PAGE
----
With local governments in Florida prohibited from regulating firearms, the Pinellas County Commission is making it clear where it stands on several specific gun-control issues that have emerged since the massacre at Parkland nearly three weeks ago.
The board discussed a series of proposals at its February 27 meeting, and in a letter sent to Democratic U.S. Sen. Bill Nelson on Friday, laid out its support for these measures:
— Raising the age to 21 for the purchase of any firearm;
— Requiring a universal background check, including for transactions that occur at gun shows;
— Banning assault-style weapons, including semi-automatic rifles that have the ability to accept a high-capacity magazine, and are equipped with a pistol grip, including on all AR and AK-like models;
— Prohibiting possession of firearms from individuals who are a threat to themselves or others as deemed necessary by a judge;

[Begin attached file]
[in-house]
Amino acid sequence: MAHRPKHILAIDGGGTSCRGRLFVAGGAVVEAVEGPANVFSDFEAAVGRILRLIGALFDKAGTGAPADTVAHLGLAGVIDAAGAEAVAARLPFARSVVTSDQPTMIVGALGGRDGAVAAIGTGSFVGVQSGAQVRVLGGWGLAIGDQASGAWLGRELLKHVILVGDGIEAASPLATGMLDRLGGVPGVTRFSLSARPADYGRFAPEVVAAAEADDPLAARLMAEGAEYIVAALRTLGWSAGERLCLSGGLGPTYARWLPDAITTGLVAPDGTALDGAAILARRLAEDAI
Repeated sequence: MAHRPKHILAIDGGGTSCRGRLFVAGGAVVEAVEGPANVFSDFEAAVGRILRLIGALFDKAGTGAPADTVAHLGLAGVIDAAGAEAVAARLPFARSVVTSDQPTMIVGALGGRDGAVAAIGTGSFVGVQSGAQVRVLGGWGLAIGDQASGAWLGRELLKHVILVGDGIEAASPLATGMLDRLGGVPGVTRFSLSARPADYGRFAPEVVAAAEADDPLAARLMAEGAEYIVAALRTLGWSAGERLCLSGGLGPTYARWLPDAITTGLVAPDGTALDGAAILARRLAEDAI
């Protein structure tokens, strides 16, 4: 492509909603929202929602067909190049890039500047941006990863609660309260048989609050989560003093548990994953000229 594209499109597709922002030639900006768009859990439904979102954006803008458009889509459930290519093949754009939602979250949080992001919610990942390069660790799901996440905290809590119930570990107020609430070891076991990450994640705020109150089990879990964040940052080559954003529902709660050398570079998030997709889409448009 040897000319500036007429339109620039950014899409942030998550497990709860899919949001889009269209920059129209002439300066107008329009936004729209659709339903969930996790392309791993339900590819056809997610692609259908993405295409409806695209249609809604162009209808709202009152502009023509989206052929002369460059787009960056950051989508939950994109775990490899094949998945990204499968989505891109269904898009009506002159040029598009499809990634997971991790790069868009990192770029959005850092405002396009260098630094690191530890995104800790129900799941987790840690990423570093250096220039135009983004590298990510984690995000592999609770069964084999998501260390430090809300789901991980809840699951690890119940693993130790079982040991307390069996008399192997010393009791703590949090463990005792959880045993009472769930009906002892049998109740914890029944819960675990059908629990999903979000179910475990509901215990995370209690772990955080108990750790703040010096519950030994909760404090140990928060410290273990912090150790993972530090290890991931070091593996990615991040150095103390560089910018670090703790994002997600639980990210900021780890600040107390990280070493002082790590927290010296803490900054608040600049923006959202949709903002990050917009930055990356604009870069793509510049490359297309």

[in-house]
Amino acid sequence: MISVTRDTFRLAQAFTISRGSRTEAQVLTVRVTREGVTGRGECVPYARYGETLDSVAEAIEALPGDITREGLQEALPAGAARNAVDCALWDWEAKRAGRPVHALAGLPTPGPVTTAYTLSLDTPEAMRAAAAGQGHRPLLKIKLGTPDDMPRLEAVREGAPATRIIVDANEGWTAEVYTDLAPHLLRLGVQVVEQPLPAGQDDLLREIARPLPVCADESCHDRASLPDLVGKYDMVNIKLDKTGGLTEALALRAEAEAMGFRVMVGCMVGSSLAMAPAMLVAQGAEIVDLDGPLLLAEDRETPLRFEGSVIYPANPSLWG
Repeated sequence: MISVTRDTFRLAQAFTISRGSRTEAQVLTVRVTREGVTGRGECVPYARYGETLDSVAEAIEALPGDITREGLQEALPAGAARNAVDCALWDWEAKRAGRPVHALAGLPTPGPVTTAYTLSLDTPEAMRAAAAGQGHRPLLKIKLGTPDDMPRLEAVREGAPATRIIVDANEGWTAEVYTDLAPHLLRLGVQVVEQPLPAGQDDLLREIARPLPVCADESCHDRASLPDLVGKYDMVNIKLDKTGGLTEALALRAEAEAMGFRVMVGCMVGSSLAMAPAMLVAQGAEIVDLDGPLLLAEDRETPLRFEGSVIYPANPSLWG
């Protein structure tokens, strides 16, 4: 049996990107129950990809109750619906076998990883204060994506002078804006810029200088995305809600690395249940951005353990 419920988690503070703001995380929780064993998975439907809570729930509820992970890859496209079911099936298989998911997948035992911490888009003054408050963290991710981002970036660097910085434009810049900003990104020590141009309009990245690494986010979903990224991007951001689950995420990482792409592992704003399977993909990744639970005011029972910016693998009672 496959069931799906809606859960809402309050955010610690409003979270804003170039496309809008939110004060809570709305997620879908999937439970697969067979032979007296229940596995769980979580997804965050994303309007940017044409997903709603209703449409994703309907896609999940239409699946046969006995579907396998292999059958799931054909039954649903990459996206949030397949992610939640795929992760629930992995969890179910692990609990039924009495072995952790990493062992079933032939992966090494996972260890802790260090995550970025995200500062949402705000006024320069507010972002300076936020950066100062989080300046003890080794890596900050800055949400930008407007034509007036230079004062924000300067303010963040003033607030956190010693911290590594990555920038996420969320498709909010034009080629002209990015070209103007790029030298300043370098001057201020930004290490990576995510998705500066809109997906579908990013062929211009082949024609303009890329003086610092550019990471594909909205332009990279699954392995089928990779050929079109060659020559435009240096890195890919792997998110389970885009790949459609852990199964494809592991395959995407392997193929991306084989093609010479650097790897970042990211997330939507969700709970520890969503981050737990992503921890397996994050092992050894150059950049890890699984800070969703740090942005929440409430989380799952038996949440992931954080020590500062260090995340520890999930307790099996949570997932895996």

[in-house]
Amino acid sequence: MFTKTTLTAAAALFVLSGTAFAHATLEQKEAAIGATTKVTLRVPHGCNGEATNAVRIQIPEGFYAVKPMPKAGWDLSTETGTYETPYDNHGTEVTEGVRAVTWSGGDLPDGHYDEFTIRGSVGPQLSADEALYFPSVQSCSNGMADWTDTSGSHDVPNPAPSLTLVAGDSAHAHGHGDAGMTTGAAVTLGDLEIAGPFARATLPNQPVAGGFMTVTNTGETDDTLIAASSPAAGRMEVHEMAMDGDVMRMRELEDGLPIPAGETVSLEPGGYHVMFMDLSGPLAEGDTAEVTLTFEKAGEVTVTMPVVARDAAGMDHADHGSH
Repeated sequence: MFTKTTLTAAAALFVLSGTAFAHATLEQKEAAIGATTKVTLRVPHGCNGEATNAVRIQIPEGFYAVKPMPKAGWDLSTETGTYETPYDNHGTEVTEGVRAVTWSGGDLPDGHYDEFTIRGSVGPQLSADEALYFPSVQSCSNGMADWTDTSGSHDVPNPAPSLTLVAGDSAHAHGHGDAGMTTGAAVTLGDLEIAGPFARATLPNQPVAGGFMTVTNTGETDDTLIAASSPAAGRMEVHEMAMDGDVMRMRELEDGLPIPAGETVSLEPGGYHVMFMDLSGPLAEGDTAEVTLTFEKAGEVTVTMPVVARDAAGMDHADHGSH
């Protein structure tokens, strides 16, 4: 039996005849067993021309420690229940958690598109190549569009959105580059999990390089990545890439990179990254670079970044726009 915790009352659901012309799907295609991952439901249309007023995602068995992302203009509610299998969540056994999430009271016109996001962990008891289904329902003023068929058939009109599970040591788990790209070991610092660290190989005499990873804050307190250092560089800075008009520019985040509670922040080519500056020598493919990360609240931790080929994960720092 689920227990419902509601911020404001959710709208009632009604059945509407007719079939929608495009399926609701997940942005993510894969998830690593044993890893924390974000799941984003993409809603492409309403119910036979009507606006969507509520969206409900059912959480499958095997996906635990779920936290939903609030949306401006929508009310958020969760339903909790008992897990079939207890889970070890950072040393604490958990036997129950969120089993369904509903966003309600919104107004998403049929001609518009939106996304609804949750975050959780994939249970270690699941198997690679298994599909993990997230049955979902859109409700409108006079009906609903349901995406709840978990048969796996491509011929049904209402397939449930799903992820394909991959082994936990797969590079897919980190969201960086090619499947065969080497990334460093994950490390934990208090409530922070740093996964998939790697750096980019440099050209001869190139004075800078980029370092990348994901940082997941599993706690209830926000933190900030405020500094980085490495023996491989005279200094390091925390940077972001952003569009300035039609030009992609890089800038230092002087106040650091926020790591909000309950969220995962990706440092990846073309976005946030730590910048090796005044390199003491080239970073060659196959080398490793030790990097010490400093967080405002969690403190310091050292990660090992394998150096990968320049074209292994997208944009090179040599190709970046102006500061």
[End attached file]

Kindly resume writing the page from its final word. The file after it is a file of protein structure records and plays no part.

— State and federal funding to provide for a minimum of one School Resource Officer at every school, without budget reductions to other critical school programs or resources;
— State and federal funding to invest in school hardening, without budget reductions to other critical school programs or resources;
Florida lawmakers enacted a statute in 1987 that gave the state the exclusive right to regulate guns and ammunition. After some local governments went ahead and passed their own gun ordinances, the Legislature passed a law in 2011 that threatened local government leaders with fines of up to $5,000 and removal from office if they dared to adopt or enforce any local gun ordinances.
Hillsborough County Commissioner Les Miller says he will propose a ban on assault weapons in Hillsborough County at this week’s Board of County Commissioners meeting, in defiance of state law.
Skip Campbell, the mayor of Coral Springs, announced last week that he will push for a constitutional amendment that would ban assault weapons.
On Saturday, the Florida state Senate rejected nearly four dozen amendments proposed by Democrats — from banning assault weapons, creating a registry for guns, allowing local governments to pass stronger gun laws and requiring background checks for gun purchases outside of the state, to prohibiting the sale and transfer of large-capacity magazines.